I did however commission an infographic... it's here in this one-page article. And below are bad infographics I uploaded before getting too bored to upload any more.

Here's a horrible new trend - funky "data visualisations"
An awful infographic that shows the budget as moons
A novel way to show information about books
Five breathtakingly bad graphs (infographics again...)
An Olympic infographic that wins wooden spoon

Late edit: this is great. I had to add it to my website


Love autoshapes? Read these

If you pimp work with colourful autoshapes (overlapping circles, chevrons, circles-of-life, etc), here are two great articles that mock them wonderfully and mercilessly. The first is by Matthew Parris, the UK journalist. The second is from the Harvard Business Review.

Also, if you're into funky autoshapes, maybe you do 'decks'. So click here to see my new cartoon character DeckMan! And click even if you don't do - or even know about - decks... maybe you see them, but call them by another name (slide packs, for instance).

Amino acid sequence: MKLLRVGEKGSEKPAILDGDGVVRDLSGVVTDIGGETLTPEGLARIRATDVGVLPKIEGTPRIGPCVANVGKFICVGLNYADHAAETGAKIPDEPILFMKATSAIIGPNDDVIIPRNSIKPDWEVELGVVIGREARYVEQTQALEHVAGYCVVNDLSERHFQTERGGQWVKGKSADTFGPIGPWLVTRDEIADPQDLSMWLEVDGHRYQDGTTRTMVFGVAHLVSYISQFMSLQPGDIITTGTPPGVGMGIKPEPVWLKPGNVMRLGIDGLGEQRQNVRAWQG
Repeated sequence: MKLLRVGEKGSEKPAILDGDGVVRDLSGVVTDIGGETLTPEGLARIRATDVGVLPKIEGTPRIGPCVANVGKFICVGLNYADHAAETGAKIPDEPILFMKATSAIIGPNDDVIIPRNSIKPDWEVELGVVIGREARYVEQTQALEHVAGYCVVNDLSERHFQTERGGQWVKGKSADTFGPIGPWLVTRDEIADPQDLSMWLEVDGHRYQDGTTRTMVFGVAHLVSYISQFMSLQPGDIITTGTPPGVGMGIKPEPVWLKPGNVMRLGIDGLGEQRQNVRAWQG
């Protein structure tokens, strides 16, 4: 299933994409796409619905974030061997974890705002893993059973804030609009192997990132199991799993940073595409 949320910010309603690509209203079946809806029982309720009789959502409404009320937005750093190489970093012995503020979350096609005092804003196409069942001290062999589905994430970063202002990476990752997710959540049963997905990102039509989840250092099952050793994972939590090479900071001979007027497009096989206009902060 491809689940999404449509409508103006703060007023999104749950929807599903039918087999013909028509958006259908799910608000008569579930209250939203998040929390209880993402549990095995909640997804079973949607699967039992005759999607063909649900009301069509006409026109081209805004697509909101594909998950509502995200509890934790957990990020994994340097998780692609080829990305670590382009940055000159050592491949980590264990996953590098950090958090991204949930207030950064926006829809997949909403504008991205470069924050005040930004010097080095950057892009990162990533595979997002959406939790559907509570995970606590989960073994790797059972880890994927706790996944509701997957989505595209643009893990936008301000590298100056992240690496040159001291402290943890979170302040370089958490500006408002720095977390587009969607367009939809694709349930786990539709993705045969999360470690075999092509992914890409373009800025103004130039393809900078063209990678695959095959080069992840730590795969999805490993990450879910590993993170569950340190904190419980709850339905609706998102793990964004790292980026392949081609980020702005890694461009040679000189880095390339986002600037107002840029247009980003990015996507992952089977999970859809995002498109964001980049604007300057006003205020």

How to look clever (I like this a lot)

According to a Princeton Prof, we should use short words... and streaky toner. Here's why: in 2005, he found that readers make a link between their reading speed and author intelligence - and if you write short words, people read faster and assume you’re brighter. So far, so good. He then redid reports in less readable fonts, then with nasty streaks as if toner is low. Both times, readers struggle to read, but with the streaks, readers knew why they struggled and compensated accordingly. Or – rather – they overcompensated and thought authors were even brighter. Conclusion: use short words and put streaks in reports.